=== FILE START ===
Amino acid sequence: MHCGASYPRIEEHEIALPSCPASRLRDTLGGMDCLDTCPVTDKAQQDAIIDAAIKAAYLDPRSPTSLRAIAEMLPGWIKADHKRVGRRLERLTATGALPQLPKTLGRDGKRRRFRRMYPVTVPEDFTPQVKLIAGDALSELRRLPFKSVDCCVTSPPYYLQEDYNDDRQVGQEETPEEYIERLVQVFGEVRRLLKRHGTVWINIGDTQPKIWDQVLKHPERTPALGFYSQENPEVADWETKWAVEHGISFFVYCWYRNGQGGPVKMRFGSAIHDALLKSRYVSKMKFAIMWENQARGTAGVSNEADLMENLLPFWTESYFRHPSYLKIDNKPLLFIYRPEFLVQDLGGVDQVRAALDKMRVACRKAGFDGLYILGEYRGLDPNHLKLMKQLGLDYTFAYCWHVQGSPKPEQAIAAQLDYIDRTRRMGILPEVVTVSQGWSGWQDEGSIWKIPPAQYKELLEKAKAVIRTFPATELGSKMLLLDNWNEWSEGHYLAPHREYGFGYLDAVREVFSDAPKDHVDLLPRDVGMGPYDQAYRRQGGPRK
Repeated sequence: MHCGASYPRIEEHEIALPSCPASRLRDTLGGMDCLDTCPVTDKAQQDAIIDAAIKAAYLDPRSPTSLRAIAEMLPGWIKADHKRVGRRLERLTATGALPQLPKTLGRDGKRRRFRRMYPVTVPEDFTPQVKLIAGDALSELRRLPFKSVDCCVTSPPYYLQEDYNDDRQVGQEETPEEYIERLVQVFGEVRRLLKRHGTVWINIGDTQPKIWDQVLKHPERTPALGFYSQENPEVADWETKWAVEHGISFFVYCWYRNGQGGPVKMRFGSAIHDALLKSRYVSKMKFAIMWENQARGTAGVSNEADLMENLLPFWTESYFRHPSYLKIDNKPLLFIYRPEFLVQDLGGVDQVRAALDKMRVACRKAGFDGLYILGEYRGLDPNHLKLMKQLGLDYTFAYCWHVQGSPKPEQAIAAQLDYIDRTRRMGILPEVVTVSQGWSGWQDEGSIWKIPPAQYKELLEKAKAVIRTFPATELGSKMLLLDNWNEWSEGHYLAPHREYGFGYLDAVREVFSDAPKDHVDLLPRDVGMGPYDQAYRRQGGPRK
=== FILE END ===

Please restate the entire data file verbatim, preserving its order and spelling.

Amino acid sequence: MHCGASYPRIEEHEIALPSCPASRLRDTLGGMDCLDTCPVTDKAQQDAIIDAAIKAAYLDPRSPTSLRAIAEMLPGWIKADHKRVGRRLERLTATGALPQLPKTLGRDGKRRRFRRMYPVTVPEDFTPQVKLIAGDALSELRRLPFKSVDCCVTSPPYYLQEDYNDDRQVGQEETPEEYIERLVQVFGEVRRLLKRHGTVWINIGDTQPKIWDQVLKHPERTPALGFYSQENPEVADWETKWAVEHGISFFVYCWYRNGQGGPVKMRFGSAIHDALLKSRYVSKMKFAIMWENQARGTAGVSNEADLMENLLPFWTESYFRHPSYLKIDNKPLLFIYRPEFLVQDLGGVDQVRAALDKMRVACRKAGFDGLYILGEYRGLDPNHLKLMKQLGLDYTFAYCWHVQGSPKPEQAIAAQLDYIDRTRRMGILPEVVTVSQGWSGWQDEGSIWKIPPAQYKELLEKAKAVIRTFPATELGSKMLLLDNWNEWSEGHYLAPHREYGFGYLDAVREVFSDAPKDHVDLLPRDVGMGPYDQAYRRQGGPRK
Repeated sequence: MHCGASYPRIEEHEIALPSCPASRLRDTLGGMDCLDTCPVTDKAQQDAIIDAAIKAAYLDPRSPTSLRAIAEMLPGWIKADHKRVGRRLERLTATGALPQLPKTLGRDGKRRRFRRMYPVTVPEDFTPQVKLIAGDALSELRRLPFKSVDCCVTSPPYYLQEDYNDDRQVGQEETPEEYIERLVQVFGEVRRLLKRHGTVWINIGDTQPKIWDQVLKHPERTPALGFYSQENPEVADWETKWAVEHGISFFVYCWYRNGQGGPVKMRFGSAIHDALLKSRYVSKMKFAIMWENQARGTAGVSNEADLMENLLPFWTESYFRHPSYLKIDNKPLLFIYRPEFLVQDLGGVDQVRAALDKMRVACRKAGFDGLYILGEYRGLDPNHLKLMKQLGLDYTFAYCWHVQGSPKPEQAIAAQLDYIDRTRRMGILPEVVTVSQGWSGWQDEGSIWKIPPAQYKELLEKAKAVIRTFPATELGSKMLLLDNWNEWSEGHYLAPHREYGFGYLDAVREVFSDAPKDHVDLLPRDVGMGPYDQAYRRQGGPRK